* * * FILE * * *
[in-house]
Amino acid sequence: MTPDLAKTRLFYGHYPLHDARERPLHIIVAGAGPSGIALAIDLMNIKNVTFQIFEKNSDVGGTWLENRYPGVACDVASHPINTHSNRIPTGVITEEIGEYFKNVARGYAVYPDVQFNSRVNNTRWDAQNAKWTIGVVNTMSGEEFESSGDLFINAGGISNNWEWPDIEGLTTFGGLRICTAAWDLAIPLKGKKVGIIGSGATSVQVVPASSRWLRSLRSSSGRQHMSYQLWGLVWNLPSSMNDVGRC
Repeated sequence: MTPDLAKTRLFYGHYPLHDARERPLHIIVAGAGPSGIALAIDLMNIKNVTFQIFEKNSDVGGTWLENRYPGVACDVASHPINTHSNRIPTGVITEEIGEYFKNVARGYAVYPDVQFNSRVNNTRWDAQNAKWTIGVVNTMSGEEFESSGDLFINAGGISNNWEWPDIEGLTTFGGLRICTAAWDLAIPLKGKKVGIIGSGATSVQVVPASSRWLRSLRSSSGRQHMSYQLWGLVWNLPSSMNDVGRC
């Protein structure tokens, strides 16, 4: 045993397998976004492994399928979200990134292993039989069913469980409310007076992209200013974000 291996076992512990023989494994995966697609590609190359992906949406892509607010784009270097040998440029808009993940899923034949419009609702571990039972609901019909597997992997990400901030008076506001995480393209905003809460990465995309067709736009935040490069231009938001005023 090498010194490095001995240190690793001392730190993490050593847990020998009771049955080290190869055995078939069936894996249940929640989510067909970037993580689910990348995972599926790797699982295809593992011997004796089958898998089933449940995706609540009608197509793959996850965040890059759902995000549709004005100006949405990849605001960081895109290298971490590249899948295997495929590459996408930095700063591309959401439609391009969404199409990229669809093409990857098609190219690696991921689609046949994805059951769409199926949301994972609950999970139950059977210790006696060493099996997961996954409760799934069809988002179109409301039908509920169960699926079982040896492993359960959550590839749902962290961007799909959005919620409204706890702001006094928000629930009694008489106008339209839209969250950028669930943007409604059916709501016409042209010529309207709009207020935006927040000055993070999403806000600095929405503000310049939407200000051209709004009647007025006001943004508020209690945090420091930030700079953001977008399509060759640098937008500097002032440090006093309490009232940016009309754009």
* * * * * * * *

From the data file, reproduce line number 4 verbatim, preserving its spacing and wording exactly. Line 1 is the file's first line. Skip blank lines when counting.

């Protein structure tokens, strides 16, 4: 045993397998976004492994399928979200990134292993039989069913469980409310007076992209200013974000 291996076992512990023989494994995966697609590609190359992906949406892509607010784009270097040998440029808009993940899923034949419009609702571990039972609901019909597997992997990400901030008076506001995480393209905003809460990465995309067709736009935040490069231009938001005023 090498010194490095001995240190690793001392730190993490050593847990020998009771049955080290190869055995078939069936894996249940929640989510067909970037993580689910990348995972599926790797699982295809593992011997004796089958898998089933449940995706609540009608197509793959996850965040890059759902995000549709004005100006949405990849605001960081895109290298971490590249899948295997495929590459996408930095700063591309959401439609391009969404199409990229669809093409990857098609190219690696991921689609046949994805059951769409199926949301994972609950999970139950059977210790006696060493099996997961996954409760799934069809988002179109409301039908509920169960699926079982040896492993359960959550590839749902962290961007799909959005919620409204706890702001006094928000629930009694008489106008339209839209969250950028669930943007409604059916709501016409042209010529309207709009207020935006927040000055993070999403806000600095929405503000310049939407200000051209709004009647007025006001943004508020209690945090420091930030700079953001977008399509060759640098937008500097002032440090006093309490009232940016009309754009």